Many companies have accessed JobKeeper and other government support packages which has raised questions regarding their accounting treatment.
For for-profit entities, the relevant accounting standard is AASB 120 Accounting for Government Grants and Assistance. Not-for-profit (NFP) entities are not permitted to apply AASB 120 and so they should apply AASB 1058 Income of Not-for-profit Entities.
It is important to note that AASB 15 does not apply for either for-profit or NFP entities to JobKeeper and CashBoost as they do not represent contracts with a customer.
In relation to JobKeeper and CashBoost grants:
AASB 120 paragraph 29 allows a for-profit entity to present grants that are related to income in profit or loss either separately as ‘Other income’ (gross) or as a deduction against the related expense (net). A for-profit entity is required to elect its accounting policy and apply that policy consistently to all government grants.
AASB 101 prohibits an entity from offsetting income and expenses, unless required or permitted by an Australian Accounting Standard. Paragraph 10 of AASB 1058 requires a NFP entity to recognise income in profit or loss without offsetting (ie, gross).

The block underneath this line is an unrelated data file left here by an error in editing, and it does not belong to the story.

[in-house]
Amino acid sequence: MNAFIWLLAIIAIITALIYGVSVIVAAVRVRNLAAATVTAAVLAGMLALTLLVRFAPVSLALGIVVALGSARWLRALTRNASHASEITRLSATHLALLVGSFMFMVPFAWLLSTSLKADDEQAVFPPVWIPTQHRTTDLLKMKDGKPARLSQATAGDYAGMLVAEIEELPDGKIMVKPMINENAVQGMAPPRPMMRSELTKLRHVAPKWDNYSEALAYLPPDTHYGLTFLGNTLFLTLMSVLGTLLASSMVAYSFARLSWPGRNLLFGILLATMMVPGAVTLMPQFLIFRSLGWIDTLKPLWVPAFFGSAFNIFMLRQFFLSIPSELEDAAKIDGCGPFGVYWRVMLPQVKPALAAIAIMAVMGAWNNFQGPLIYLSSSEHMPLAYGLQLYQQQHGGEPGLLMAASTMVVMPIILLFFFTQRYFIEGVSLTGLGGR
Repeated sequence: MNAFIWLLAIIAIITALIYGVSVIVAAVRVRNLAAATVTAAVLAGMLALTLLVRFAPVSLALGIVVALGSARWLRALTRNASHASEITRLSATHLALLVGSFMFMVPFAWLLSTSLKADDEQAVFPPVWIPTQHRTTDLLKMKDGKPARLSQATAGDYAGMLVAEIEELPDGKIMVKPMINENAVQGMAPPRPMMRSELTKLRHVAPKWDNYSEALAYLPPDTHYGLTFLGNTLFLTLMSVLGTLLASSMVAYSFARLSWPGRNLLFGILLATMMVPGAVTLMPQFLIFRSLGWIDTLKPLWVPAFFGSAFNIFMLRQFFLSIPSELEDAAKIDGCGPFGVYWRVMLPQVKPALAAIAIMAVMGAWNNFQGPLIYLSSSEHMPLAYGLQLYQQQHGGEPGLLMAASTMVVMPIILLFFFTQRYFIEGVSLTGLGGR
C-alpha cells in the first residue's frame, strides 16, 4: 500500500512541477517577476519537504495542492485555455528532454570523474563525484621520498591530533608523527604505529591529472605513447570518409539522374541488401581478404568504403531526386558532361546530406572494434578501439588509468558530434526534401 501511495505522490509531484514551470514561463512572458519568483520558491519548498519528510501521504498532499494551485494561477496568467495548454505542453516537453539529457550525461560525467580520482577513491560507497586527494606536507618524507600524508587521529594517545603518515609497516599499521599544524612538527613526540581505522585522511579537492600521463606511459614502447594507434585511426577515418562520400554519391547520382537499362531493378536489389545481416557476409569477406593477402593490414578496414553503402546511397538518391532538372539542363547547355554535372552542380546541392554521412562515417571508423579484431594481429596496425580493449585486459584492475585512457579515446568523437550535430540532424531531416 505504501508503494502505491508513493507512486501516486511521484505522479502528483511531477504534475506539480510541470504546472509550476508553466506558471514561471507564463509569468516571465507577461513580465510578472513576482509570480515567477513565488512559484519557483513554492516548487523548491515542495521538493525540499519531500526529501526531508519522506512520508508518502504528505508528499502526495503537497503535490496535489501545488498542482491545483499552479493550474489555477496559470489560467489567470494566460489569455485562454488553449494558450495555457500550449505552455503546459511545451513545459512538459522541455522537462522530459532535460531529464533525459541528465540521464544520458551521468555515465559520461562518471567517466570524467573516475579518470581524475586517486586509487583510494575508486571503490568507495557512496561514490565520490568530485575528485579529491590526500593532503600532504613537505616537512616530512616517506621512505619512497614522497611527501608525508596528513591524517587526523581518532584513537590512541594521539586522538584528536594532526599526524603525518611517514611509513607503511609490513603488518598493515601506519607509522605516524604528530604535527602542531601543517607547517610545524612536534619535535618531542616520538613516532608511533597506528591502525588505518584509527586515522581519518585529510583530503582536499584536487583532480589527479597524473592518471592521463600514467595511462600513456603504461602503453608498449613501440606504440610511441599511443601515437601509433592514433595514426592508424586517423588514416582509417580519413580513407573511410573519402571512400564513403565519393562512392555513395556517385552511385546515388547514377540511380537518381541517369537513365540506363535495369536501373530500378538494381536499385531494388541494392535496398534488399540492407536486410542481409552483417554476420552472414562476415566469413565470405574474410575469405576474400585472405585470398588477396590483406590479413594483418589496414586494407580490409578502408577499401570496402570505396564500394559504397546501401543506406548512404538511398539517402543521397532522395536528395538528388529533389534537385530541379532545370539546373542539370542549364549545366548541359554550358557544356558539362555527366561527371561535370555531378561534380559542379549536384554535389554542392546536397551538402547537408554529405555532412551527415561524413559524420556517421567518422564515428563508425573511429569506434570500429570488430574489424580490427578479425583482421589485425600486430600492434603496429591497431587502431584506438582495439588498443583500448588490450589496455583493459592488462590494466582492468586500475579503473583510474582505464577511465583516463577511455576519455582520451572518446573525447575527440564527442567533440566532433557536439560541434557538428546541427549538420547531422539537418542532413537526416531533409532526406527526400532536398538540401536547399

The ATO website sets out the Jobkeeper eligibility rules. Eligible entities claim JobKeeper by lodging a business monthly declaration to the ATO based on eligible employee payments made in the preceding period.
In our view, where the entity meets the Jobkeeper eligibility rules the amounts received at balance date should be recognised in profit and loss in accordance with either AASB 120 for for-profit entities or AASB 1058 for not-for-profit entities. In addition, we believe that eligible entities are entitled to accrue JobKeeper receipts under both AASB 120 and AASB 1058 for eligible wages paid or accrued at 30 June.
Eligible entities who received the initial cash flow boost will automatically receive an additional cash flow boost when they lodge their activity statements for each monthly or quarterly period from June to September 2020.